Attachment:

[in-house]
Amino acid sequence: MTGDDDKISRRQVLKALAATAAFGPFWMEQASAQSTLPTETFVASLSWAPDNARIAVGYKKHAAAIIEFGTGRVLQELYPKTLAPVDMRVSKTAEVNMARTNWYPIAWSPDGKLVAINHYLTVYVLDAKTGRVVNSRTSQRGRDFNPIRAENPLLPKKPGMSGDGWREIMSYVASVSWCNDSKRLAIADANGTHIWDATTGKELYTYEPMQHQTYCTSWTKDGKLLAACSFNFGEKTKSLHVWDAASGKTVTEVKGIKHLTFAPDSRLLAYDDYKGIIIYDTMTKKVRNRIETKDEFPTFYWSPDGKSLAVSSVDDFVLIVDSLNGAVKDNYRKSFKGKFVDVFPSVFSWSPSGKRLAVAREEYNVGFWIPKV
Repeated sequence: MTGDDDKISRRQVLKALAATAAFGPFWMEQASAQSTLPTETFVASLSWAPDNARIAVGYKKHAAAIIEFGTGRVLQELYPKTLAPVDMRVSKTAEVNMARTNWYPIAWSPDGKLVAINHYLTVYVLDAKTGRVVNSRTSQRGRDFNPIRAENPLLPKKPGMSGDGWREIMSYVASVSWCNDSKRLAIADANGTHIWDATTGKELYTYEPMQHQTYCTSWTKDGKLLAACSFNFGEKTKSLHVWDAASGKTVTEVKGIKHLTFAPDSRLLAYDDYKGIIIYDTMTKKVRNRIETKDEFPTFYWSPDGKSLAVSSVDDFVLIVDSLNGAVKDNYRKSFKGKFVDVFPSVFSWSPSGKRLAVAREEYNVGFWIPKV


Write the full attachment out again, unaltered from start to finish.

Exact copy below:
[in-house]
Amino acid sequence: MTGDDDKISRRQVLKALAATAAFGPFWMEQASAQSTLPTETFVASLSWAPDNARIAVGYKKHAAAIIEFGTGRVLQELYPKTLAPVDMRVSKTAEVNMARTNWYPIAWSPDGKLVAINHYLTVYVLDAKTGRVVNSRTSQRGRDFNPIRAENPLLPKKPGMSGDGWREIMSYVASVSWCNDSKRLAIADANGTHIWDATTGKELYTYEPMQHQTYCTSWTKDGKLLAACSFNFGEKTKSLHVWDAASGKTVTEVKGIKHLTFAPDSRLLAYDDYKGIIIYDTMTKKVRNRIETKDEFPTFYWSPDGKSLAVSSVDDFVLIVDSLNGAVKDNYRKSFKGKFVDVFPSVFSWSPSGKRLAVAREEYNVGFWIPKV
Repeated sequence: MTGDDDKISRRQVLKALAATAAFGPFWMEQASAQSTLPTETFVASLSWAPDNARIAVGYKKHAAAIIEFGTGRVLQELYPKTLAPVDMRVSKTAEVNMARTNWYPIAWSPDGKLVAINHYLTVYVLDAKTGRVVNSRTSQRGRDFNPIRAENPLLPKKPGMSGDGWREIMSYVASVSWCNDSKRLAIADANGTHIWDATTGKELYTYEPMQHQTYCTSWTKDGKLLAACSFNFGEKTKSLHVWDAASGKTVTEVKGIKHLTFAPDSRLLAYDDYKGIIIYDTMTKKVRNRIETKDEFPTFYWSPDGKSLAVSSVDDFVLIVDSLNGAVKDNYRKSFKGKFVDVFPSVFSWSPSGKRLAVAREEYNVGFWIPKV